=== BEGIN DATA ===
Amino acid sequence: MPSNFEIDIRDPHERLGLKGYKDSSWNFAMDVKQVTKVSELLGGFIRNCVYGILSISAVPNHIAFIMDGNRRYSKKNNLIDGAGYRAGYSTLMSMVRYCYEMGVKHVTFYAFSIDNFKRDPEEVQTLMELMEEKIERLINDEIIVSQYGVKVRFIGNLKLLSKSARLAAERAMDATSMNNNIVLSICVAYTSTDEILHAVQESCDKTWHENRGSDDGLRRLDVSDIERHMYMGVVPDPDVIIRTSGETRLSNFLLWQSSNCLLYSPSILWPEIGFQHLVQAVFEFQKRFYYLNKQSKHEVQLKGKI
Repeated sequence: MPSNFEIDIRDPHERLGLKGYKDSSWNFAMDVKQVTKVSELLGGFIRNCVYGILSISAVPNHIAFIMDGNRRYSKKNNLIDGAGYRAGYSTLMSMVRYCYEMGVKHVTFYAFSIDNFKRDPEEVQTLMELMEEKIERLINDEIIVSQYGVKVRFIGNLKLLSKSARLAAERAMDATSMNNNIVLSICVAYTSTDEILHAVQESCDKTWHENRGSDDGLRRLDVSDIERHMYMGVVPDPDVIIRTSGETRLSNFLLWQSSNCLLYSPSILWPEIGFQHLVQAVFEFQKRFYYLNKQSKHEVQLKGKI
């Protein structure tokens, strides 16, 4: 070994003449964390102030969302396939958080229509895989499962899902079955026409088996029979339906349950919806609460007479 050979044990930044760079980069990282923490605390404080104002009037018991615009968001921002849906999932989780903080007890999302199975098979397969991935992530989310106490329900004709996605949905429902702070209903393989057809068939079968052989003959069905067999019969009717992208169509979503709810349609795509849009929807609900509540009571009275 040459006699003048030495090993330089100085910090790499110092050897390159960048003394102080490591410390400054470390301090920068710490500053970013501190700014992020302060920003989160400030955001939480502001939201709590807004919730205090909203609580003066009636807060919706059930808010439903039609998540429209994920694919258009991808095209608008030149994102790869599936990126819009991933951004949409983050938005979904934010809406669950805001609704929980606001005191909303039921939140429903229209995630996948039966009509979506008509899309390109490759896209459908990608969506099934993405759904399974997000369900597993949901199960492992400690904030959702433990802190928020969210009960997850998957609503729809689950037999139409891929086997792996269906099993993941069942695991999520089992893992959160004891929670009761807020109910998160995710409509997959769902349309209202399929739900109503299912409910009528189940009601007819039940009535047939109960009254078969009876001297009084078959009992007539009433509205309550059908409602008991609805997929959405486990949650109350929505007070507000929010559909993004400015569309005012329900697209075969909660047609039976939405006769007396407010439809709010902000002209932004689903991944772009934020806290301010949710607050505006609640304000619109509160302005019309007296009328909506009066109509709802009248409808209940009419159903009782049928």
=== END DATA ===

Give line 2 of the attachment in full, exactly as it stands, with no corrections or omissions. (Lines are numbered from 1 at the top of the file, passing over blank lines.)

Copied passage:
Repeated sequence: MPSNFEIDIRDPHERLGLKGYKDSSWNFAMDVKQVTKVSELLGGFIRNCVYGILSISAVPNHIAFIMDGNRRYSKKNNLIDGAGYRAGYSTLMSMVRYCYEMGVKHVTFYAFSIDNFKRDPEEVQTLMELMEEKIERLINDEIIVSQYGVKVRFIGNLKLLSKSARLAAERAMDATSMNNNIVLSICVAYTSTDEILHAVQESCDKTWHENRGSDDGLRRLDVSDIERHMYMGVVPDPDVIIRTSGETRLSNFLLWQSSNCLLYSPSILWPEIGFQHLVQAVFEFQKRFYYLNKQSKHEVQLKGKI